Authors: Schneier, Bruce
Original Print 2003 (Softcover 2013).
Many of us, especially since 9/11, have become personally concerned about issues of security, and this is no surprise. Security is near the top of government and corporate agendas around the globe. Security-related stories appear on the front page everyday. How well though, do any of us truly understand what achieving real security involves?
In Beyond Fear, Bruce Schneier invites us to take a critical look at not just the threats to our security, but the ways in which we're encouraged to think about security by law enforcement agencies, businesses of all shapes and sizes, and our national governments and militaries. Schneier believes we all can and should be better security consumers, and that the trade-offs we make in the name of security - in terms of cash outlays, taxes, inconvenience, and diminished freedoms - should be part of an ongoing negotiation in our personal, professional, and civic lives, and the subject of an open and informed national discussion.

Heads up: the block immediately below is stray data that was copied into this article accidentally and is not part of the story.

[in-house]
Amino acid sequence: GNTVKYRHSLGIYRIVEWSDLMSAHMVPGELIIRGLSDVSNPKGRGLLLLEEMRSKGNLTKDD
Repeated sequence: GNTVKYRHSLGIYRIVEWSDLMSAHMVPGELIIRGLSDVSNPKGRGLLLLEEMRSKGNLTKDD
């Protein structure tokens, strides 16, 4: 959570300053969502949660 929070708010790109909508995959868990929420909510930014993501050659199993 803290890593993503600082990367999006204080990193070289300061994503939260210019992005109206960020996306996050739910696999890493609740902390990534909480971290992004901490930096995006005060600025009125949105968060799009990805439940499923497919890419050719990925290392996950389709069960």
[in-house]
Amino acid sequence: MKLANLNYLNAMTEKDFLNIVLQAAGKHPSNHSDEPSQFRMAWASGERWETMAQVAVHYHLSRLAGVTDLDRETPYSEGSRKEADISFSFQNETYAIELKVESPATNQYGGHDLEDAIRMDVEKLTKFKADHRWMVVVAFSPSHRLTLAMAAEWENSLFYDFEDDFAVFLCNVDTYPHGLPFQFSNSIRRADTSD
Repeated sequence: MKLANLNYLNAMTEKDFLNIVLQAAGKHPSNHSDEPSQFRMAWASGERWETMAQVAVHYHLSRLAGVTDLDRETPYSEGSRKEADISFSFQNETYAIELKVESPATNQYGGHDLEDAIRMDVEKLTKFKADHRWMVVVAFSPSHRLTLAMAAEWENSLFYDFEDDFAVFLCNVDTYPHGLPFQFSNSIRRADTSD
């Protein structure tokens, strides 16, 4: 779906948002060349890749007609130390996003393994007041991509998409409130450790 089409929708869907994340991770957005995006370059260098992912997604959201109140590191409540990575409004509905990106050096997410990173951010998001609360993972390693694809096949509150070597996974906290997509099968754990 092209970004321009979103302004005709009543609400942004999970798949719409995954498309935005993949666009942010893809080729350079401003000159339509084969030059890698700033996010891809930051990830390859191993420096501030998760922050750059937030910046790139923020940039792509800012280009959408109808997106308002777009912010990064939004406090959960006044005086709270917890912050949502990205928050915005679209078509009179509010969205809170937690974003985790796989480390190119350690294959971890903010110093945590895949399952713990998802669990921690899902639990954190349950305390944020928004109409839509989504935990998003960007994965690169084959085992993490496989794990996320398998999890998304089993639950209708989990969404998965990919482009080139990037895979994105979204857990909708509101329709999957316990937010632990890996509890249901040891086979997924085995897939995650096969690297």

With a well-deserved reputation for original and sometimes iconoclastic thought, Schneier has a lot to say that is provocative, counter-intuitive, and just plain good sense. He explains in detail, for example, why we need to design security systems that don't just work well, but fail well, and why secrecy on the part of government often undermines security. He also believes, for instance, that national ID cards are an exceptionally bad idea: technically unsound, and even destructive of security. And, contrary to a lot of current nay-sayers, he thinks online shopping is fundamentally safe, and that many of the new airline security measure (though by no means all) are actually quite effective. A skeptic of much that's promised by highly touted technologies like biometrics, Schneier is also a refreshingly positive, problem-solving force in the often self-dramatizing and fear-mongering world of security pundits.
Schneier helps the reader to understand the issues at stake, and how to best come to one's own conclusions, including the vast infrastructure we already have in place, and the vaster systems--some useful, others useless or worse--that we're being asked to submit to and pay for.